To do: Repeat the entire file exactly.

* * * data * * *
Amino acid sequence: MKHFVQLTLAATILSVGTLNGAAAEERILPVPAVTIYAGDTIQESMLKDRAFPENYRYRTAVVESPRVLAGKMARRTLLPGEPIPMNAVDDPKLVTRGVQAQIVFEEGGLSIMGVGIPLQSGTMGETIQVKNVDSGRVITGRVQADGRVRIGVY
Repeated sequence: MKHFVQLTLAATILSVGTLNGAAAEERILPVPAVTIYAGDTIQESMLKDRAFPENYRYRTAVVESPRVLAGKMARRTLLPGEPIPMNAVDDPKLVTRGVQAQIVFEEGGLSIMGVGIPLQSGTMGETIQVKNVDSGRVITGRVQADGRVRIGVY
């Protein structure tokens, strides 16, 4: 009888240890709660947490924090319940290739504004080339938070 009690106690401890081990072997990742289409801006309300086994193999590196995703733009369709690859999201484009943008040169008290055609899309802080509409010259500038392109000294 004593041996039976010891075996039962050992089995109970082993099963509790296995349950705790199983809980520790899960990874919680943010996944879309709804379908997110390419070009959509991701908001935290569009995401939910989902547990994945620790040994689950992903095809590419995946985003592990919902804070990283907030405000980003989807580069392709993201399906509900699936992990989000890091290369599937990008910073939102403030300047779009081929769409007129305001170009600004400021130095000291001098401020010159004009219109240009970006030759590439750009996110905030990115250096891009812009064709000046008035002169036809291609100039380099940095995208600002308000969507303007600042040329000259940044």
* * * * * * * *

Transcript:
Amino acid sequence: MKHFVQLTLAATILSVGTLNGAAAEERILPVPAVTIYAGDTIQESMLKDRAFPENYRYRTAVVESPRVLAGKMARRTLLPGEPIPMNAVDDPKLVTRGVQAQIVFEEGGLSIMGVGIPLQSGTMGETIQVKNVDSGRVITGRVQADGRVRIGVY
Repeated sequence: MKHFVQLTLAATILSVGTLNGAAAEERILPVPAVTIYAGDTIQESMLKDRAFPENYRYRTAVVESPRVLAGKMARRTLLPGEPIPMNAVDDPKLVTRGVQAQIVFEEGGLSIMGVGIPLQSGTMGETIQVKNVDSGRVITGRVQADGRVRIGVY
């Protein structure tokens, strides 16, 4: 009888240890709660947490924090319940290739504004080339938070 009690106690401890081990072997990742289409801006309300086994193999590196995703733009369709690859999201484009943008040169008290055609899309802080509409010259500038392109000294 004593041996039976010891075996039962050992089995109970082993099963509790296995349950705790199983809980520790899960990874919680943010996944879309709804379908997110390419070009959509991701908001935290569009995401939910989902547990994945620790040994689950992903095809590419995946985003592990919902804070990283907030405000980003989807580069392709993201399906509900699936992990989000890091290369599937990008910073939102403030300047779009081929769409007129305001170009600004400021130095000291001098401020010159004009219109240009970006030759590439750009996110905030990115250096891009812009064709000046008035002169036809291609100039380099940095995208600002308000969507303007600042040329000259940044």